The objective of the PEARL program in IRSN (Cadarache, France), within the Work-Package 5 (“Corium and debris coolability”) is the validation of numerical tools to predict the consequences of the reflooding of a severely damaged reactor core where a large part of the core has collapsed and formed a debris bed, i.e. prediction of debris coolability and steam production during quenching. A step–wise experimental approach has been adopted with a preliminary program (PRELUDE) to test the performance of the induction heating system on stainless steel particles simulating debris beds and to optimize the instrumentation in a two phase flow, for a better design of the PEARL facility. The PRELUDE facility includes: a water tank for reflooding with flow measurement, a test section containing a debris bed with thermocouples, an induction furnace (coils around test device, high frequency generator), and a downstream heated vertical tube to remove steam from test section, including a steam mass flow rate device.
(Prelude facility ©2009 IRSN)
Preliminary reflooding tests involved a debris bed of 4 mm particles inside a 110mm x 100mm section, investigating the effect of inlet water velocity, power (maintained or not during the reflooding phase), and initial temperatures (up to 330°C). Additional tests were performed to evaluate the power distribution inside a larger debris bed diameter (up to 280 mm) using stainless amagnetic steel particles (the Figure below illustrates the rather well uniform specific power). This campaign ended with a heating sequence of a debris bed up to 820°C before water injection. One can remark on the Figure below the difference between thermocouples inside and outside the beads: for a same location, cooling time of particle lasts few seconds more than in the void. It can be also noticed that the cooling of the thermocouples in the bottom part of the bed is much shorter than the cooling of the thermocouples in the upper part. Thermocouples inside the debris bed offer a fine illustration of different phases of reflooding.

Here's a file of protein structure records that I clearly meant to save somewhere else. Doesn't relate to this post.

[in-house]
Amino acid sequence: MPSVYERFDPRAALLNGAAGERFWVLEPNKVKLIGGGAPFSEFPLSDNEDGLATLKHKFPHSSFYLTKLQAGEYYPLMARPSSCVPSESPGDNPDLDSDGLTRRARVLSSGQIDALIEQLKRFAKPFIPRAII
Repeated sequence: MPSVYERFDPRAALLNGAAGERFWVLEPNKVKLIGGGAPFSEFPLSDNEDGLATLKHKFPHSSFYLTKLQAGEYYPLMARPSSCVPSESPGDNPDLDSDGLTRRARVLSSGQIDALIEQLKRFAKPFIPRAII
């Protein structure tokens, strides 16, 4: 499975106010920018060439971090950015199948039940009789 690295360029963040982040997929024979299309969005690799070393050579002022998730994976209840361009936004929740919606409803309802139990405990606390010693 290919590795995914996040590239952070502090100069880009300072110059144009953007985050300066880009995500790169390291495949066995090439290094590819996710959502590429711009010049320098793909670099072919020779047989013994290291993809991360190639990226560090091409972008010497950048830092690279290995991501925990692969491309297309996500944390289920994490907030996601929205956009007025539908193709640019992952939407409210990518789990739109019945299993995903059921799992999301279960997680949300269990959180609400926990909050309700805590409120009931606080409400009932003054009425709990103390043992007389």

The results obtained so far show that the chosen technology is able to deposit a sufficient power density during the reflooding phase. Moreover the level of 920°C is reached with induction system.
The injected water flow and the steam flow rate generated during reflooding were accurately measured with adapted sensors to reach a rather good water/steam balance. Tests will continue in 2010 to qualify the pressure measurement inside the debris bed. Reflooding experiments will be performed on a homogenous debris bed up to 1000°C with 1 to 2 mm diameter particles. In parallel, PEARL facility design has been completed; construction will start in the second half of 2010, qualification being planned at the beginning of 2011 to run experiments at pressure up to 10 bar.
Contacts: Georges Repetto, Philippe March